Sign Up For Email Updates:

       Please leave this field empty

From Our Blog

More from the blog »
Global Network

Obesity Tied to Advanced Breast Cancer in African Americans

3 generations of black women cookingThe evidence is clear that excess abdominal fat and obesity increase the risk of post-menopausal breast cancer among all women. Now new studies are finding that obesity increases the risk of a more advanced cancer diagnosis among African American women specifically.

"In general, African Americans tend to have breast cancer at an earlier age and it is more advanced," says Elisa V. Bandera, a researcher at the Cancer Institute of New Jersey, and also an expert panelist on AICR/WCRF's Continuous Update Project.

It's possible the more advanced tumors related to weight are due to higher levels of estrogen or other hormones, says Bandera.

About half of African American women are obese, compared to about one-third of Caucasian women, notes Bandera. "Because it is linked to a more advanced cancer, that is one important reason for women to pay attention to their weight," she says.

Obesity and Cancer: What You Need to Know

In the latest annual Report to the Nation on the Status of Cancer, coauthored by the Centers for Disease Control and Prevention, the North American Association of Central Cancer Registries, the National Cancer Institute, and the American Cancer Society, the authors note that while fewer Americans are smoking – the number one cause of preventable cancers – more and more of us are overweight and/or inactive.

As AICR has been saying for years, overweight and inactivity cause tens of thousands of cancer cases in America every year. In fact, just by eating smart, staying lean, and moving more, AICR estimates that we could prevent more than 340,000 cancers per year in the US.

Most Americans now know that not smoking is the single most important thing you can do to prevent cancer.

Far more people need to know, however, that obesity, inactivity, and poor diets are just as risky as smoking when it comes to developing cancer. The same strong public awareness campaigns that educated us about the dangers of smoking also need to focus on other health risks for cancer.


Are You Nuts?

You may think you're getting a mixed message when told, on one hand, that weight control is important for lowering your risk of heart disease and cancer, but then see that high-calorie nuts are included in so many health-oriented diets.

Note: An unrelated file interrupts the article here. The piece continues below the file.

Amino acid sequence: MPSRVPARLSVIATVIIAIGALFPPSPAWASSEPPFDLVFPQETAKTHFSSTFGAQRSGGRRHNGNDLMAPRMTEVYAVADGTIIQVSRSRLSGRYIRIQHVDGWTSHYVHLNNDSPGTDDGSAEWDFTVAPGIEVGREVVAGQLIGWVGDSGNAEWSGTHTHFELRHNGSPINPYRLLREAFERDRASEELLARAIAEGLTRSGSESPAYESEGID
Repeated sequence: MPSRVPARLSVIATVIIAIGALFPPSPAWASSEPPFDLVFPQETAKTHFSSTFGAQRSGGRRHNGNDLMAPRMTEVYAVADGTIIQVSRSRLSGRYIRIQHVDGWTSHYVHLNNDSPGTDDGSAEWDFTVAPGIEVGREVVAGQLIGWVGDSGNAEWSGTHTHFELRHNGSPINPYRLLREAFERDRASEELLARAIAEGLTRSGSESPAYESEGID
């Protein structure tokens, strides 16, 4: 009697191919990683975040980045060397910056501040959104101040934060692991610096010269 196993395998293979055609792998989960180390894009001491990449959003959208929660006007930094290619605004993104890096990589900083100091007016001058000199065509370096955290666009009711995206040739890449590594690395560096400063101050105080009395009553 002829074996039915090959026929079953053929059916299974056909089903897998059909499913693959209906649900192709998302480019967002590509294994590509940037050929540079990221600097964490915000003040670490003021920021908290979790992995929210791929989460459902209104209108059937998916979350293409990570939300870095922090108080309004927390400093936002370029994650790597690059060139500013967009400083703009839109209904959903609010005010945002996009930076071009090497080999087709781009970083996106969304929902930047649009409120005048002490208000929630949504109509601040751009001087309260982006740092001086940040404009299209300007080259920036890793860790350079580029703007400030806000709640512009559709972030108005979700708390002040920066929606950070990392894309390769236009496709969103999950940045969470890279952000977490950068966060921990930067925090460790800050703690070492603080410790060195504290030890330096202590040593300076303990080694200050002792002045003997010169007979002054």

Nuts are indeed concentrated in calories – so don't sit down with a big bowl and munch away in front of the TV – but they also contain many nutrients and health-protective compounds.

According to AICR registered dietitian Karen Collins, the key is to use nuts as a replacement for another food and to eat a sensible portion, usually 1 ounce – or 1/4 cup – per day.

Different nuts have different benefits so feel free to pick and choose – but in moderation. You'll be doing your health good.

Plyometrics – Effective for Weight Loss?

You may have seen advertisements touting the weight-loss effectiveness of home exercise programs that include plyometrics. Just what is it, and is it safe?

Plyometrics is a popular form of exercise that focuses on quick, explosive moves that aim for strength, power, and speed all at once.

Intensity is high, so while Plyometrics burns many calories and can be great for advancing cardiovascular fitness, the pace and form could be unsafe for someone who's out of shape. Moves like jump squats or side-to-side jumps, for example, can lead to significant ankle or knee injuries for someone who is overweight or just getting back into a workout routine.

As with any unsupervised at-home exercise program, if you are unfit or significantly overweight, check with your doctor first to make sure the program is safe, and start with instruction from a certified fitness professional to learn proper technique.

Questions: Ask Our Staff

Talk to us!

Our planned giving staff is
here to help you!

Richard Ensminger

Richard K. Ensminger

Director of Planned Giving

Ann Wrenshall Worley

Ann Wrenshall Worley

Assistant Director of Planned Giving

Call Us: (800) 843-8114

Send us a note